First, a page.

On Sunday, I went to a fantastic panel talk on the current state of feminism at the Brooklyn Book Festival. I’ve been grappling with what it means to be feminist today, and during the discussion, a question came up that helped me find my answer: Who can be a feminist?

Exhibit A: Sarah Palin. A self-proclaimed feminist. Well, she waffles, but lately she’s on the bandwagon. WTF, right? I can’t help feeling some indignation that this pro-life, anti-intellectual, and absurdly uninformed joke of a politician could possibly call herself feminist. If I had any sort of voting power over who is and is not allowed to be feminist, I would happily exclude her from the club. But then I take a deep breath and remind myself that there isn’t really a club, we’re not in third grade anymore, and feminism is not about achieving total homogeny.

Still, Palin begs the question: Are some people ‘not allowed’ to be feminist?

One of the panelists, Salon writer Rebecca Traister, suggested that reproductive rights are the dividing line between feminists and wanna-bes. I certainly see where she’s coming from. Palin is staunchly pro-life and abstinence-only (for the results of this combo, see: Bristol Palin) and supports candidates that would deny women access to legal abortions, even in the case of rape or incest. That flies in the face of major feminist efforts to earn women the right to make informed choices about their own bodies, futures, and readiness to have a child. By supporting anti-choice efforts, Palin aims to undo feminist progress. Shouldn’t that disqualify her from the title? As Traister claims, feminists work with the goals of the feminist movement, not against them.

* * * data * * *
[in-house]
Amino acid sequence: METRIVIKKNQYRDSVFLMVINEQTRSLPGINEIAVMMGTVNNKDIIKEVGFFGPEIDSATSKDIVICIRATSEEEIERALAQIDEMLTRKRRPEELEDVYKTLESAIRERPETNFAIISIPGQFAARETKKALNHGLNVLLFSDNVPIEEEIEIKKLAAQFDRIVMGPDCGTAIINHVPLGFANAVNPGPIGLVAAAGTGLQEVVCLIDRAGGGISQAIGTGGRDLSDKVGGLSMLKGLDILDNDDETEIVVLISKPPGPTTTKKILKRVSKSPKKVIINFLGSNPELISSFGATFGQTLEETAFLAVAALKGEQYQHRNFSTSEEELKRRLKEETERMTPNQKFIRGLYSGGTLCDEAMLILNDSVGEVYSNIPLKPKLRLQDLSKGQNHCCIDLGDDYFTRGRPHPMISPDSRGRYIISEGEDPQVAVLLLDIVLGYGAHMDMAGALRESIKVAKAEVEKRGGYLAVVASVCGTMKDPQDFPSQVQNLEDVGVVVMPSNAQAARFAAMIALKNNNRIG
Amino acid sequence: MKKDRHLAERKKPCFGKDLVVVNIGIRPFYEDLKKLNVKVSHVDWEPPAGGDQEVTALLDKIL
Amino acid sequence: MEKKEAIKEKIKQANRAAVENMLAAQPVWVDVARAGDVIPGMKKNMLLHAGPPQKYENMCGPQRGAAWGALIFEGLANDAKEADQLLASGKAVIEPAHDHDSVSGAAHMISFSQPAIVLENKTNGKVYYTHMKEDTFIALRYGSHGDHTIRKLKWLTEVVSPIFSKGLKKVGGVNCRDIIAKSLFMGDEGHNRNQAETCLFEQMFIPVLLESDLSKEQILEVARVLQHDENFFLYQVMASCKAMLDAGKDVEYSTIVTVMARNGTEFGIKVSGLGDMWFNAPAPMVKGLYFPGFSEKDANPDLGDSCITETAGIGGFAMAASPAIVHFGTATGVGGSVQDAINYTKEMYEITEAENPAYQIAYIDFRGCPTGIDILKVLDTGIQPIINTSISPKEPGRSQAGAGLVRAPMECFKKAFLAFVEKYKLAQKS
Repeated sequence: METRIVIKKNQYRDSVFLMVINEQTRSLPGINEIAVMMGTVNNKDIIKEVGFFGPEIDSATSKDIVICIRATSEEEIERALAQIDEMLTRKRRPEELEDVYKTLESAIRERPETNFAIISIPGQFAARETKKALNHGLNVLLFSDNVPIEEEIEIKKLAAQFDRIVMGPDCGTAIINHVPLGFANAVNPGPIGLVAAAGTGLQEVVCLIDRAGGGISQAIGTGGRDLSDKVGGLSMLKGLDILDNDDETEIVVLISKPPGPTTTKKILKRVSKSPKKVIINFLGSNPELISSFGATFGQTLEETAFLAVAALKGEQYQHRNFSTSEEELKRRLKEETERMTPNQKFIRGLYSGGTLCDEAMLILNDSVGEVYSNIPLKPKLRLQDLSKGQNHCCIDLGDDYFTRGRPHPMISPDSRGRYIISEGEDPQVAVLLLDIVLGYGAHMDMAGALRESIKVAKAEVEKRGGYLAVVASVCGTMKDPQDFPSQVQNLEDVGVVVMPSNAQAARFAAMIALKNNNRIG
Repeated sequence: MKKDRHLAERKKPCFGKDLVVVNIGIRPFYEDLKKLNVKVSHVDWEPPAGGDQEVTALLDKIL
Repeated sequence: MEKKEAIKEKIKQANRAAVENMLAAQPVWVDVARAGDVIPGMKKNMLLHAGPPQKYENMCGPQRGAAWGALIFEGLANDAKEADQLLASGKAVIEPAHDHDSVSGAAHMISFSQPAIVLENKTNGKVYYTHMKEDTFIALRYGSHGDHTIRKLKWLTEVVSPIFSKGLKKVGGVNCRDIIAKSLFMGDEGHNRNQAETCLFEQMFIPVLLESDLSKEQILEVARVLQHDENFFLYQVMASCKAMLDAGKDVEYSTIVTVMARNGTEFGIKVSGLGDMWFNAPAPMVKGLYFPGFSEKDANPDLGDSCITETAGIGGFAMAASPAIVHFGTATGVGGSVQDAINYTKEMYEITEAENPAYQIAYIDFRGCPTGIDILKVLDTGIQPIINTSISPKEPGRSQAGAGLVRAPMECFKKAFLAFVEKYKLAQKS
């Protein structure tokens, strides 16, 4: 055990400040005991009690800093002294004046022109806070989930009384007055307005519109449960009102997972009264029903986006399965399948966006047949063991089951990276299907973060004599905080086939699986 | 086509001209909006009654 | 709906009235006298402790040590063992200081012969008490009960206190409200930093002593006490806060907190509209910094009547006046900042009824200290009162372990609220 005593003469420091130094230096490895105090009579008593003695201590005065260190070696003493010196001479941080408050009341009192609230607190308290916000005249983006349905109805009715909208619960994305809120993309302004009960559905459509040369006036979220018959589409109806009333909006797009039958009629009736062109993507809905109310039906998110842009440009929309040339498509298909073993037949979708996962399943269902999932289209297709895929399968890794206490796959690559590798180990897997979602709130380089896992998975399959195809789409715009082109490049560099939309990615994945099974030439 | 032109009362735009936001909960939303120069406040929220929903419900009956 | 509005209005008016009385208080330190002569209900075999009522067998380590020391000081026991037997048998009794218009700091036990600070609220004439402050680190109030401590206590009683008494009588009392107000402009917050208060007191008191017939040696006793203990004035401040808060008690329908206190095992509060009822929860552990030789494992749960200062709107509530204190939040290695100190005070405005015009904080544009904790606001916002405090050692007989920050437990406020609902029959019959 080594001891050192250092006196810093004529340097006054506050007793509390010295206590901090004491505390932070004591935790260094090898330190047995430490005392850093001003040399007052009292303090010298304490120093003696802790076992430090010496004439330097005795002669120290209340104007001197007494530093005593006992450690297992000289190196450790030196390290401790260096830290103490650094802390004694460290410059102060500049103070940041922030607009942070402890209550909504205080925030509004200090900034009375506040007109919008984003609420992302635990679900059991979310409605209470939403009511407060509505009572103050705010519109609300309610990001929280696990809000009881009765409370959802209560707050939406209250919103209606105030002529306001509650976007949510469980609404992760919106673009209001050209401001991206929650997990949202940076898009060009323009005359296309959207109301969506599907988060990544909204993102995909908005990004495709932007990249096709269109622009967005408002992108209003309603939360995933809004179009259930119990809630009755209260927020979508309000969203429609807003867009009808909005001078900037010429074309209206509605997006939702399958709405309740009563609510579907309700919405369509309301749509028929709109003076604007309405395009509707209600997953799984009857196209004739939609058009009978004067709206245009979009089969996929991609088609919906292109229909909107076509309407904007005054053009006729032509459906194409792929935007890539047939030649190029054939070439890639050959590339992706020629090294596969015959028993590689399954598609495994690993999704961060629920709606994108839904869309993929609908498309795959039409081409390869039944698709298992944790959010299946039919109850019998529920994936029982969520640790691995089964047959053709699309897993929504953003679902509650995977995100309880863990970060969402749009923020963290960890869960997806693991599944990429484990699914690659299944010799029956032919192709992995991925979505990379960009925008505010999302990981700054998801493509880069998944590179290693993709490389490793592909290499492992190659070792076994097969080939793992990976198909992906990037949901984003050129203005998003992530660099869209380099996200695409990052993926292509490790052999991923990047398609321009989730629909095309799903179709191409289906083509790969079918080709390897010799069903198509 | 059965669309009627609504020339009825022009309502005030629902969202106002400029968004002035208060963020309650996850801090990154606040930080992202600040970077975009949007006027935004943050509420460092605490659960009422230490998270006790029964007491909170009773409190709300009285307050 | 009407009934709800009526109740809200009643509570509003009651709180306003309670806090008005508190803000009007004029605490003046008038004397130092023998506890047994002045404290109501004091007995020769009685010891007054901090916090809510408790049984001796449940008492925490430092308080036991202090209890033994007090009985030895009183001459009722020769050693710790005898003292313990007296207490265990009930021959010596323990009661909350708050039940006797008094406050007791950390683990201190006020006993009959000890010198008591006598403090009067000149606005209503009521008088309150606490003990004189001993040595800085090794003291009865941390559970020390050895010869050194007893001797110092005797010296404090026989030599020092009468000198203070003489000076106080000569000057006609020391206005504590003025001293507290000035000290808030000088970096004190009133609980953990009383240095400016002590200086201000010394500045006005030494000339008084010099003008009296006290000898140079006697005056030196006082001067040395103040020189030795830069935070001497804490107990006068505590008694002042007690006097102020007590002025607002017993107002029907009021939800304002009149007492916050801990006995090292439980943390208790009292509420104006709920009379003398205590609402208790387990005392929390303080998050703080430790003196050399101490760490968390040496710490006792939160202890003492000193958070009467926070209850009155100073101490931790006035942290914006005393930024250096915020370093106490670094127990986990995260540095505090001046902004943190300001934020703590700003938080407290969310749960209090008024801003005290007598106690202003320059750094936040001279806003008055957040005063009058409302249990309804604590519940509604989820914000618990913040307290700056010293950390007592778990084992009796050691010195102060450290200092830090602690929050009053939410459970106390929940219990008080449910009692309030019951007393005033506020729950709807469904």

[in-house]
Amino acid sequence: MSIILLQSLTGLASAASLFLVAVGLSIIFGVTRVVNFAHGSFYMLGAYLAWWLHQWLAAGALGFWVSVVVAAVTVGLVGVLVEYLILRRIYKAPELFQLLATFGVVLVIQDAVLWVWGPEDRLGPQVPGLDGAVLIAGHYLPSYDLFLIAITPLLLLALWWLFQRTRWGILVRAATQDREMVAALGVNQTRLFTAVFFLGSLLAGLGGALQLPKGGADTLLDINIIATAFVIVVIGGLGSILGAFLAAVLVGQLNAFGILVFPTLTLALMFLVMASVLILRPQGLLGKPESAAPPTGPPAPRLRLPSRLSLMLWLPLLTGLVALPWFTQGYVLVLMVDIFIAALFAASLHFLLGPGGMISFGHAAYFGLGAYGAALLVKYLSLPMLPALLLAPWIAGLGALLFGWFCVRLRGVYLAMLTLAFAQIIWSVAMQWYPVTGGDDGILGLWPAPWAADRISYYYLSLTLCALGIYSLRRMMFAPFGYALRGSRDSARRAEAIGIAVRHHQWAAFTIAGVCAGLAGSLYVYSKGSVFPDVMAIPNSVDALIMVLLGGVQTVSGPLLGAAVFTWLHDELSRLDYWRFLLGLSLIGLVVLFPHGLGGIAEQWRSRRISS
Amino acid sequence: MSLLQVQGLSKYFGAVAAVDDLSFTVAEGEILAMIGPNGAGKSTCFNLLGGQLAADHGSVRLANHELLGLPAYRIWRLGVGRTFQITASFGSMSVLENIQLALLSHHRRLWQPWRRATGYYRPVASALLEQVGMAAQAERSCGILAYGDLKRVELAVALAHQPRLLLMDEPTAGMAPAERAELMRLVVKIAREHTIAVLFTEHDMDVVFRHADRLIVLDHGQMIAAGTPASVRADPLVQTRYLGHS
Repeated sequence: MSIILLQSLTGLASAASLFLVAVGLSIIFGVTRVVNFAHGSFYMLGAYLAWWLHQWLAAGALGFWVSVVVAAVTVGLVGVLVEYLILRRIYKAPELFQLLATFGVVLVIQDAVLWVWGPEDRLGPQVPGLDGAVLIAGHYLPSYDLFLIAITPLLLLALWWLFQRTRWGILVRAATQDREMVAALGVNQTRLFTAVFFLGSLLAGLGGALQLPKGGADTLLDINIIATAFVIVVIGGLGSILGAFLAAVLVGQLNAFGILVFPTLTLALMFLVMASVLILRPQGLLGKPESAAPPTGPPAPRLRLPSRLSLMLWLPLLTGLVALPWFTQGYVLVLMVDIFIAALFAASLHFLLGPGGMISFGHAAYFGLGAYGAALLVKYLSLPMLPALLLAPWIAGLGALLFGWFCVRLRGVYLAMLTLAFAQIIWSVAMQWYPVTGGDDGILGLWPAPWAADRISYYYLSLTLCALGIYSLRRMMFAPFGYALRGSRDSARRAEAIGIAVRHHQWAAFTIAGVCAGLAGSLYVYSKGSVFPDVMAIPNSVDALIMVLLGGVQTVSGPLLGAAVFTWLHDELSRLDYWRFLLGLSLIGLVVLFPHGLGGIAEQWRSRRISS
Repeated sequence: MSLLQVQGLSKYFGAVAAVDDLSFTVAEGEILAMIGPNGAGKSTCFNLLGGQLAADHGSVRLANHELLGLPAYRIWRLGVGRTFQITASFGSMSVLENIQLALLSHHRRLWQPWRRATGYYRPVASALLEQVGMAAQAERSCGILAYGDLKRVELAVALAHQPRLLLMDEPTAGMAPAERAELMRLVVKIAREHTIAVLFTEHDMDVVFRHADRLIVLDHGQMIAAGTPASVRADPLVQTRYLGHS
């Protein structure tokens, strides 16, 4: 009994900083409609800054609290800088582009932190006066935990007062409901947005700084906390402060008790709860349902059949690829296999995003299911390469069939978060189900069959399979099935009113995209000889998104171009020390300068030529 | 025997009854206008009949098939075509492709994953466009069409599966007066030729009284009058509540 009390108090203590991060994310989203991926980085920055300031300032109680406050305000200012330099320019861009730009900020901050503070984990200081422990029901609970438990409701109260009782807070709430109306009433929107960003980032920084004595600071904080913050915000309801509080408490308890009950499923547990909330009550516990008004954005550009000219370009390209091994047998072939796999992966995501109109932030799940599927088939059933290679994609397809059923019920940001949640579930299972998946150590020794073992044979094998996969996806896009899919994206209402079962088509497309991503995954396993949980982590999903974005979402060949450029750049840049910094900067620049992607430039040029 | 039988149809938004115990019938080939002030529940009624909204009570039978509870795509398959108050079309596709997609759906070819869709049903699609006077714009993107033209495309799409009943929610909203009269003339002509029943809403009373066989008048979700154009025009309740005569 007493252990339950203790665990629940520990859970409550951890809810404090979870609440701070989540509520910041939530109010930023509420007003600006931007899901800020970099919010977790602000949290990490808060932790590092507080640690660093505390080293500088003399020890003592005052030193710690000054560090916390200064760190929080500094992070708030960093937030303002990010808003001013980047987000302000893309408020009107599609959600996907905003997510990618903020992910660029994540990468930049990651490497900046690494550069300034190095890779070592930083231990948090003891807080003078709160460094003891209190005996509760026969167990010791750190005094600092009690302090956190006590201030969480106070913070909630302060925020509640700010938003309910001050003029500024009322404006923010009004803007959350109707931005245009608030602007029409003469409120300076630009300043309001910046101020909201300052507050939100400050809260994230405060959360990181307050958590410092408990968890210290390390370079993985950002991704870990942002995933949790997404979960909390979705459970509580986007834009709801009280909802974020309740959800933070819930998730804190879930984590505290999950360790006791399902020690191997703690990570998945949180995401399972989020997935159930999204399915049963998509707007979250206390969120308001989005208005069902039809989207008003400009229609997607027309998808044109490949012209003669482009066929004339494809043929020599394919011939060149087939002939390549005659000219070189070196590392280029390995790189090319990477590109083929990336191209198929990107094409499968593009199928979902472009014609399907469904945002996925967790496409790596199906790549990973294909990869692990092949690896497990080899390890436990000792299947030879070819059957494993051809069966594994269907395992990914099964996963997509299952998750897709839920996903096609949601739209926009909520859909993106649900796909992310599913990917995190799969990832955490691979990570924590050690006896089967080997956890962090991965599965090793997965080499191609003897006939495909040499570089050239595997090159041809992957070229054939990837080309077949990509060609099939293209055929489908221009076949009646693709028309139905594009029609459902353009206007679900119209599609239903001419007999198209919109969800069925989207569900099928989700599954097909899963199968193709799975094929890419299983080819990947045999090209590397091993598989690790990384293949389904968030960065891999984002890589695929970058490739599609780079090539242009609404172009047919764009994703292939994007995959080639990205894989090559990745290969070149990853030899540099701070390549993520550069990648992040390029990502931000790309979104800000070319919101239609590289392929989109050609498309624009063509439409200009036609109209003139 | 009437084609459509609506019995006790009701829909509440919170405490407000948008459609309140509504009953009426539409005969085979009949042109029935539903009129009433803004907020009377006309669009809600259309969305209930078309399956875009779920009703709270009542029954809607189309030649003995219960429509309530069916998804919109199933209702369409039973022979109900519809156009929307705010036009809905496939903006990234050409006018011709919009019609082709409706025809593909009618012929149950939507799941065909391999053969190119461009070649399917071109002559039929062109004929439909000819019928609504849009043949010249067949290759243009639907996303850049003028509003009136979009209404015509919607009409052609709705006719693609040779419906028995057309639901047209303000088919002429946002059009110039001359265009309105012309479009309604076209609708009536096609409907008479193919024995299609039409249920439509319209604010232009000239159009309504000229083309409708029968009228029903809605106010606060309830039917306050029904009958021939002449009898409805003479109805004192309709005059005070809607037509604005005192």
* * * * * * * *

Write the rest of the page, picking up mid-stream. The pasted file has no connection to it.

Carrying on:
I think there’s a strong argument there, but I’m not so sure that reproductive rights are my dividing line. While I am an avid supporter of our right to choose, I could also see that, for someone who truly sees abortion as murder, it’s not a matter of women’s rights at all. So I wonder, could there be another place to draw the line that might offer liberals and conservatives room to participate in the feminist movement?

For me, feminism is about being seen as fully and equally human, with all the rights and privileges that status affords. So, what if we say that feminism is about challenging objectification? About striving to be recognized for our humanity, and calling for the power to define and experience ourselves independently.

If I think about it that way, then when I look at Palin and wonder if she’s feminist, I ask myself: Does she willingly participate in her own objectification or does she aim to humanize and equalize herself? She’s a public figure, so it’s a complicated answer, but I challenge you to think about it. Ask yourself the question.

To keep making progress, we need diverse feminist voices. It’s okay (even good!) if some of us wear pantsuits and others wear stilettos, or if some of us are conservatives and others are liberals. But I believe that, if we want to be feminists, we do need to champion our humanity. To explore it, assert it, and own it.

(Click here to read more about Palin, feminism, and the 2008 election in an excerpt from Rebecca Traister’s new book, “Big Girls Don’t Cry”).